Mariette Selkovitch, Alcor member A-2830, was pronounced clinically dead on Tuesday May 5, 2015 at 1:30 am in California. Mrs. Selkovitch, a neurocryopreservation member, became Alcor’s 136th patient later the same day.
Around 1:16 am on Tuesday May 5, 2015, we received an alert from Ronald Selkovitch, a 21-year member of Alcor. His wife, Mariette, had gone into cardiac arrest and resuscitation was being attempted. There was no membership paperwork for her and no funding arranged but he was insisting that we come for her. Normally, the absence of prior arrangements would rule out Alcor accepting such a case. However, on checking our records, some important details emerged. Something similar happened in 2008, when Mr. Selkovitch’s 101-year old mother died, also without having any membership paperwork signed or funding arranged. Nevertheless, we accepted the case. Mr. Selkovitch followed through as promised and paid for her. His mother is still our oldest patient at time of clinical death, just short of 102 years old.
Medical Response Director, Aaron Drake, contacted Suspended Animation to put them on the alert. However, SA’s Suspension Services manager said that (especially given that any team would likely arrive post-mortem) SA would not deploy without complete paperwork and agreement from the board and from Alcor’s Chief Medical Advisor, Dr. Steven Harris. I called and was able to consult with a majority of directors in the middle of the night and secure agreement from everyone, along with Dr. Harris, but the shortage of time meant that it would be impossible to fulfill the conditions for SA and so Alcor deployed a team directly.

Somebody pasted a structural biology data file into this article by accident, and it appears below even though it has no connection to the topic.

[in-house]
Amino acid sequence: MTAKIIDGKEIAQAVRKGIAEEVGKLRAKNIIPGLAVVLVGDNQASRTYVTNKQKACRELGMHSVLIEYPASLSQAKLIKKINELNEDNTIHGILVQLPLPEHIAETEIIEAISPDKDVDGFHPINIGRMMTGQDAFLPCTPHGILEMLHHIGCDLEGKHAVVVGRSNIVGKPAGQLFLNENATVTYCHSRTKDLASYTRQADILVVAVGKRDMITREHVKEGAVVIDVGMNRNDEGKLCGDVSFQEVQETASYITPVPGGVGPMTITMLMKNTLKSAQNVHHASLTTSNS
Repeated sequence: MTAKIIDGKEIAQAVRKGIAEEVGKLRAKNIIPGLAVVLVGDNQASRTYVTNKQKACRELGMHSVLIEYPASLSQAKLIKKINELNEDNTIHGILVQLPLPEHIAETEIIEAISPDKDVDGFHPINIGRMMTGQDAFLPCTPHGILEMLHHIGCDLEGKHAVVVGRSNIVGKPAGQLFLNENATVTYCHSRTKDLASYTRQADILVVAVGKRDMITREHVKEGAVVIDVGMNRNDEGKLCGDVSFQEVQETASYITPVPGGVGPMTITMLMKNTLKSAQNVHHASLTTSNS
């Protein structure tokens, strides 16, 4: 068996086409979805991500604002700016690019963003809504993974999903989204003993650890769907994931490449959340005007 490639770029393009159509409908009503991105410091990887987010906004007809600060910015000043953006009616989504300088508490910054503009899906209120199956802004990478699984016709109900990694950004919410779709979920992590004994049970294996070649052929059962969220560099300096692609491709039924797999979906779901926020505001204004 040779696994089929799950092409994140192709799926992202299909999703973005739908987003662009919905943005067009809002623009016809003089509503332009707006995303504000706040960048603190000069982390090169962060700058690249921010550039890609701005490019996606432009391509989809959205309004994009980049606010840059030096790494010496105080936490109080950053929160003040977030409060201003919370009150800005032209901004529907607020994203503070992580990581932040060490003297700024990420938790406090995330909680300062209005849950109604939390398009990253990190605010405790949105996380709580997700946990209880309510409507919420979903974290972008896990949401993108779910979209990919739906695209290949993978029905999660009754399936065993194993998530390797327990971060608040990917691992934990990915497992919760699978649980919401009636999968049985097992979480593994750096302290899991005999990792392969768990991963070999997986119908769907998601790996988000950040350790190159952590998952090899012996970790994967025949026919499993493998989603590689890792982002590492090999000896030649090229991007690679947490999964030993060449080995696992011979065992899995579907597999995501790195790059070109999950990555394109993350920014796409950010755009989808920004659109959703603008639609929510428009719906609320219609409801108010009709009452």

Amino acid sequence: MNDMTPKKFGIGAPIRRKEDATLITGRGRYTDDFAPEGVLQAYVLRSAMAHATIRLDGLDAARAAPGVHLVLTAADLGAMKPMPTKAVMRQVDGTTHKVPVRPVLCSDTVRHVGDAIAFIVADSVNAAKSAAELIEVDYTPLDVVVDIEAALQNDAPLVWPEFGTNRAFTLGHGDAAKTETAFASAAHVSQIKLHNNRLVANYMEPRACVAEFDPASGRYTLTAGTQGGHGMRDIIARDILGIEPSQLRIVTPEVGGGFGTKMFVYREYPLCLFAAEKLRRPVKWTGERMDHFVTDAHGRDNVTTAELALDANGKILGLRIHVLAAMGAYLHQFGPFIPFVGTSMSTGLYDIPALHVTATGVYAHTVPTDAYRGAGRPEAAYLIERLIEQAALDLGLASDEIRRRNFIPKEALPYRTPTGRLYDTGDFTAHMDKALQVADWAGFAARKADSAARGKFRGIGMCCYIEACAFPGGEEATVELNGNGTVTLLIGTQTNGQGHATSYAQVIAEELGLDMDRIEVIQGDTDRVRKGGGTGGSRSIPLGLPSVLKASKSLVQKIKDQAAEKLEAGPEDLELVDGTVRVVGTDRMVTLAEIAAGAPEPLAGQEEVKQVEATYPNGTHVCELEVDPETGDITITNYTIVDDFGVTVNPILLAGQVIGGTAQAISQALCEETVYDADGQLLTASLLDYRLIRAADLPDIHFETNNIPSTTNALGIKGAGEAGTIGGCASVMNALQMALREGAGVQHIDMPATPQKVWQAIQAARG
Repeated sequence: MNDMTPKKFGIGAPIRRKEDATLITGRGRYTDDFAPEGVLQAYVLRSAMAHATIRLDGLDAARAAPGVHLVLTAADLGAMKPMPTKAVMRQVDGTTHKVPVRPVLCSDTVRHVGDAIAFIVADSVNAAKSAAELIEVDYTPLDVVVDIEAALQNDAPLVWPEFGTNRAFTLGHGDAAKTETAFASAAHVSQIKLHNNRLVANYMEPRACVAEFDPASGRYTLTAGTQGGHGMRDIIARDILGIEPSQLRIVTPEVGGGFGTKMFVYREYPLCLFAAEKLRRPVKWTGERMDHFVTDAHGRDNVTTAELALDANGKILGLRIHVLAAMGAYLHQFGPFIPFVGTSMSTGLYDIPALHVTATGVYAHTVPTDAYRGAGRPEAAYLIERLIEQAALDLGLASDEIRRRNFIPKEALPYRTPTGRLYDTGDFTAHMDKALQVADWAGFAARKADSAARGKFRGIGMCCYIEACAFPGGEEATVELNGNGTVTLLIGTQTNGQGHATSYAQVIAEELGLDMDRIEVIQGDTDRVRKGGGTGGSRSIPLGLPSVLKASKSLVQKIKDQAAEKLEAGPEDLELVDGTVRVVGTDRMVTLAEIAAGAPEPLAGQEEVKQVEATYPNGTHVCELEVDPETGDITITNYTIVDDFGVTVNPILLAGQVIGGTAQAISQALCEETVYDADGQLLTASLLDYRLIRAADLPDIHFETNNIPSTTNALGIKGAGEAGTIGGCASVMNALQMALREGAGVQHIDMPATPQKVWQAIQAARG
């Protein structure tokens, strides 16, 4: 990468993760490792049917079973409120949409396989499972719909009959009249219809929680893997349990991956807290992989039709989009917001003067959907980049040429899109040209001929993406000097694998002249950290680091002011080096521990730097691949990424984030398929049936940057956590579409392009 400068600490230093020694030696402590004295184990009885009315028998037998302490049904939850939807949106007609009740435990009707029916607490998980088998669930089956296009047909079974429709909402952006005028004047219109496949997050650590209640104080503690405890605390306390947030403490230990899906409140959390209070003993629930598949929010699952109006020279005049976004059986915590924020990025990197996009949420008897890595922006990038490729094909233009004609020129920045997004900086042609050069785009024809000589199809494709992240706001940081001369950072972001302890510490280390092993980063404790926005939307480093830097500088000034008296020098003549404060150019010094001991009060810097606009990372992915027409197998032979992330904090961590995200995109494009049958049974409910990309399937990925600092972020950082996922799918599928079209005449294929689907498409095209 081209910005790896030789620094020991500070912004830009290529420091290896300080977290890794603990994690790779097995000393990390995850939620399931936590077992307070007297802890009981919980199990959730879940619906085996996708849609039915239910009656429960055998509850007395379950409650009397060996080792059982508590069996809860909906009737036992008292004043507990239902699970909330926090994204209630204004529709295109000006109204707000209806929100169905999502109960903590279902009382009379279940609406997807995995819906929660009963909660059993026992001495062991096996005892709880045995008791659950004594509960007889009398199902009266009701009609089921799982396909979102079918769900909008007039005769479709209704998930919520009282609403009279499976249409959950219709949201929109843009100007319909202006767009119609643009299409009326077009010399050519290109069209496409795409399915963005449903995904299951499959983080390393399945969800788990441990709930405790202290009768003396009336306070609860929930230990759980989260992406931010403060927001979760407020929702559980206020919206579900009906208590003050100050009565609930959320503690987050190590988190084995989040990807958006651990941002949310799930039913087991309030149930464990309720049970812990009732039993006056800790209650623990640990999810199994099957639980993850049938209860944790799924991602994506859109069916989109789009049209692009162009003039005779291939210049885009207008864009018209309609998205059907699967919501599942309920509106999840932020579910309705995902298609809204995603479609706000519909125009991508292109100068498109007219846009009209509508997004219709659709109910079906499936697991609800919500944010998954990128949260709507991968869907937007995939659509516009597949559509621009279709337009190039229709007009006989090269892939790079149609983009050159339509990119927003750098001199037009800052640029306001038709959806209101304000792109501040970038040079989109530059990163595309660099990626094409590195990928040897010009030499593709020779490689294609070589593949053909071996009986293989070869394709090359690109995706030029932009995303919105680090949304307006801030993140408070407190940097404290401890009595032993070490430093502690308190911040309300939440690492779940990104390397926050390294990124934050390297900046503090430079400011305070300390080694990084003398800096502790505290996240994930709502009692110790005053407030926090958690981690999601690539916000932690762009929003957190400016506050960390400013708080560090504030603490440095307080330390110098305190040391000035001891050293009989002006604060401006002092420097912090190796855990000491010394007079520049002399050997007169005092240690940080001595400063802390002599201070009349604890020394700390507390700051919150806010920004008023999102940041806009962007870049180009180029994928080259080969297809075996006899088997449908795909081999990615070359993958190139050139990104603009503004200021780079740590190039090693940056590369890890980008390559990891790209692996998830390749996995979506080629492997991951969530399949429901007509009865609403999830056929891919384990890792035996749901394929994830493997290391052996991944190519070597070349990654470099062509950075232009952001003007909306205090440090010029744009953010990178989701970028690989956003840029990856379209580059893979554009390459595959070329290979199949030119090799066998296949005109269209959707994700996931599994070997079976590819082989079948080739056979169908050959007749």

It must be stressed that the decision could easily have gone the other way, and in just about any other circumstance, would have. As it was, due to this being a third-party signup (by a member), Mr. Selkovitch was faced with the standard third-party fee (the primary purpose of which is to compensate for family and legal risks). He said he would gladly cover this if we would accept his wife’s case.
We were fortunate in that the sheriff said that no autopsy was needed and she would be released immediately to a mortuary (the same one where his mother was taken in 2008). The one living son of Mr. and Mrs. Selkovitch was on his way and Mr. Selkovitch said he would very likely sign the Relative’s Affidavit (which he did). Mr. Selkovitch was diligent in that he filled out the membership paperwork that I gave Aaron to take with him. Funding followed very rapidly.
The Alcor team set out for California at 5:21 am and were able to administer and circulate medications while packing the head in ice. The team returned to Alcor with Mrs. Selkovitch at 7:38 pm. Cryoprotective perfusion was ended at 12:13 am on May 6 and cool down immediately initiated.
— Max More